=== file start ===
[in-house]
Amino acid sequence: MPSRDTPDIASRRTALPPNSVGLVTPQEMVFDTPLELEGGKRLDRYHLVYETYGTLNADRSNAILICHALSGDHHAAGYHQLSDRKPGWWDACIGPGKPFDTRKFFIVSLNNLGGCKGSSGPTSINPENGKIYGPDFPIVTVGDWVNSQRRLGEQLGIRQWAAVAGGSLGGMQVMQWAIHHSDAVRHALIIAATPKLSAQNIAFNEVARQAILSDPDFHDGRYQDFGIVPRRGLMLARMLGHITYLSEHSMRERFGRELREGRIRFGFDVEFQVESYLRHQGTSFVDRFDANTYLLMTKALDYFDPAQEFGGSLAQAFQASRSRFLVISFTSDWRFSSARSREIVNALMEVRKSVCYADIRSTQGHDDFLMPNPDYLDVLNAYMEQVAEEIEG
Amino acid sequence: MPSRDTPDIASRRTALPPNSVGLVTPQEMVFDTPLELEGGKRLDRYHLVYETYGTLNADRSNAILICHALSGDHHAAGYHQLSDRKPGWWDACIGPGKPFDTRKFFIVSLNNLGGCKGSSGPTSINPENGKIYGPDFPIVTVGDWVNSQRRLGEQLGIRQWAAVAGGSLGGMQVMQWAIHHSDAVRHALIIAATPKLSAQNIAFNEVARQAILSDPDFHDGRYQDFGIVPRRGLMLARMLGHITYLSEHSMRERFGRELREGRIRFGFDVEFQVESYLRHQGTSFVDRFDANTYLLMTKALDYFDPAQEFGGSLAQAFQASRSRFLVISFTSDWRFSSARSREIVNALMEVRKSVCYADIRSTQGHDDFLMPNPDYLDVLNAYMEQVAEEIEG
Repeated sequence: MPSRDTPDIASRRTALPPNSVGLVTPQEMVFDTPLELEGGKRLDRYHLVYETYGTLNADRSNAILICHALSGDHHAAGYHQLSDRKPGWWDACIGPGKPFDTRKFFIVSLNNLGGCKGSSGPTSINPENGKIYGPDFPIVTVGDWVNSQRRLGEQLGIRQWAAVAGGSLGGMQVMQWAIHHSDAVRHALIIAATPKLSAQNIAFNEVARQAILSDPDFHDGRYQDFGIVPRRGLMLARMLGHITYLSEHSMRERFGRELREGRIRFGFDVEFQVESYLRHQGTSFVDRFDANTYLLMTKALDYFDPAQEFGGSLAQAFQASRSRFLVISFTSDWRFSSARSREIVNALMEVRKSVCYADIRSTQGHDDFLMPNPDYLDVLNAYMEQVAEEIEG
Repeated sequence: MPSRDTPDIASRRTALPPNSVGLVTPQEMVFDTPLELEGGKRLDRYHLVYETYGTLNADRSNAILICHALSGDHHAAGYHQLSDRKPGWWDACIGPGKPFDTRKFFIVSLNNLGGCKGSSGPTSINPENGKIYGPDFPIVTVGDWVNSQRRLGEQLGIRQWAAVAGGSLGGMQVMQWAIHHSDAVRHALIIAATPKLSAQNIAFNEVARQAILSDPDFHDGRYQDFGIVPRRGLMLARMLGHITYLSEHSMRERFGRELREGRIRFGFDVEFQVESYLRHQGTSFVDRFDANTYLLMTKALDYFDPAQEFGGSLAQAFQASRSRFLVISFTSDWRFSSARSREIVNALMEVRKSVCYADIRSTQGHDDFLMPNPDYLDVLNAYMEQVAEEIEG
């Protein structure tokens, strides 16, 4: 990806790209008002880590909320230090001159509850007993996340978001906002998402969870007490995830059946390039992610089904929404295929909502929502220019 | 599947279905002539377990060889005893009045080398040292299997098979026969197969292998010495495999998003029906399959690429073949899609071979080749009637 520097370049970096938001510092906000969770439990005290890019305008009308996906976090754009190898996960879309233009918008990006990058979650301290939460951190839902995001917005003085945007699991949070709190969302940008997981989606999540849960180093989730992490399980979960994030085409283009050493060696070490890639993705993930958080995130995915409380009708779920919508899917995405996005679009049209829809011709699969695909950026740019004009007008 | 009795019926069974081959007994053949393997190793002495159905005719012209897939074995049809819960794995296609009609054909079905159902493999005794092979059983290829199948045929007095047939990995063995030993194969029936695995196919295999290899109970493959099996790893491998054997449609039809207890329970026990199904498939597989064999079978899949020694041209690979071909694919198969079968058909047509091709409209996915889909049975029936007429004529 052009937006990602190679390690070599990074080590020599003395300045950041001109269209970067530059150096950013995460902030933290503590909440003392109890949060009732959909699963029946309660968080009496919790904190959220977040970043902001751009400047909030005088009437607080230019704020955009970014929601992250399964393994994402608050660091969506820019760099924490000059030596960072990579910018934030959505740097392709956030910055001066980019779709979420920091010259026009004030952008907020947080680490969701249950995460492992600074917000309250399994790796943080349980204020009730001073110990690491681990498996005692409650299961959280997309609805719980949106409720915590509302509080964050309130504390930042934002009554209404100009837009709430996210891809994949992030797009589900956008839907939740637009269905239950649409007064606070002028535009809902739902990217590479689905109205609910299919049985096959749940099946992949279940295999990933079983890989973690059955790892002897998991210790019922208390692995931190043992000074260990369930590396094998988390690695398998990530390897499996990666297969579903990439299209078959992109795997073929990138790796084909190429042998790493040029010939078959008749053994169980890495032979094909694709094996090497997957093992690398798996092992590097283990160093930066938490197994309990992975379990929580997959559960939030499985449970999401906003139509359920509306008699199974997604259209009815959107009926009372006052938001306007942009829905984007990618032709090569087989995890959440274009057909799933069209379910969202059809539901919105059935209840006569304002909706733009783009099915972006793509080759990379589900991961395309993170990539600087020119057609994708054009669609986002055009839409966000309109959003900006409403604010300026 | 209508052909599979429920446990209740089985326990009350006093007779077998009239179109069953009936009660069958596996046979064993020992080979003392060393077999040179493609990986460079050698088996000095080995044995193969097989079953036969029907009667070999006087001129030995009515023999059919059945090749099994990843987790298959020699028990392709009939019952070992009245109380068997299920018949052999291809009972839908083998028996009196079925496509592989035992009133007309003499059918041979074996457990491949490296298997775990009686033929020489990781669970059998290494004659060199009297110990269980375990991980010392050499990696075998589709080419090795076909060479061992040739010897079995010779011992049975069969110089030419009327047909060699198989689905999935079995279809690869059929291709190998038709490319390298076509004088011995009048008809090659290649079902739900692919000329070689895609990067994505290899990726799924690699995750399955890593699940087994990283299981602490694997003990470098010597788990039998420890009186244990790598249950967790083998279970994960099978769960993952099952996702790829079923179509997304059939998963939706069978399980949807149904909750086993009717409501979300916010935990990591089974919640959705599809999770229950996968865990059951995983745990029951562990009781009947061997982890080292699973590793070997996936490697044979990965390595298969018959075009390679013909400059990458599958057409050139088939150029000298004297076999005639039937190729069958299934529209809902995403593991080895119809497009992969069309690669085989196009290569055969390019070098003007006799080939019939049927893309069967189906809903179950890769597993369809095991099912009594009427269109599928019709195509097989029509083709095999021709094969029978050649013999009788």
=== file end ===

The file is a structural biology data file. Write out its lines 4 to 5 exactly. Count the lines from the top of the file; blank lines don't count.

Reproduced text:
Repeated sequence: MPSRDTPDIASRRTALPPNSVGLVTPQEMVFDTPLELEGGKRLDRYHLVYETYGTLNADRSNAILICHALSGDHHAAGYHQLSDRKPGWWDACIGPGKPFDTRKFFIVSLNNLGGCKGSSGPTSINPENGKIYGPDFPIVTVGDWVNSQRRLGEQLGIRQWAAVAGGSLGGMQVMQWAIHHSDAVRHALIIAATPKLSAQNIAFNEVARQAILSDPDFHDGRYQDFGIVPRRGLMLARMLGHITYLSEHSMRERFGRELREGRIRFGFDVEFQVESYLRHQGTSFVDRFDANTYLLMTKALDYFDPAQEFGGSLAQAFQASRSRFLVISFTSDWRFSSARSREIVNALMEVRKSVCYADIRSTQGHDDFLMPNPDYLDVLNAYMEQVAEEIEG
Repeated sequence: MPSRDTPDIASRRTALPPNSVGLVTPQEMVFDTPLELEGGKRLDRYHLVYETYGTLNADRSNAILICHALSGDHHAAGYHQLSDRKPGWWDACIGPGKPFDTRKFFIVSLNNLGGCKGSSGPTSINPENGKIYGPDFPIVTVGDWVNSQRRLGEQLGIRQWAAVAGGSLGGMQVMQWAIHHSDAVRHALIIAATPKLSAQNIAFNEVARQAILSDPDFHDGRYQDFGIVPRRGLMLARMLGHITYLSEHSMRERFGRELREGRIRFGFDVEFQVESYLRHQGTSFVDRFDANTYLLMTKALDYFDPAQEFGGSLAQAFQASRSRFLVISFTSDWRFSSARSREIVNALMEVRKSVCYADIRSTQGHDDFLMPNPDYLDVLNAYMEQVAEEIEG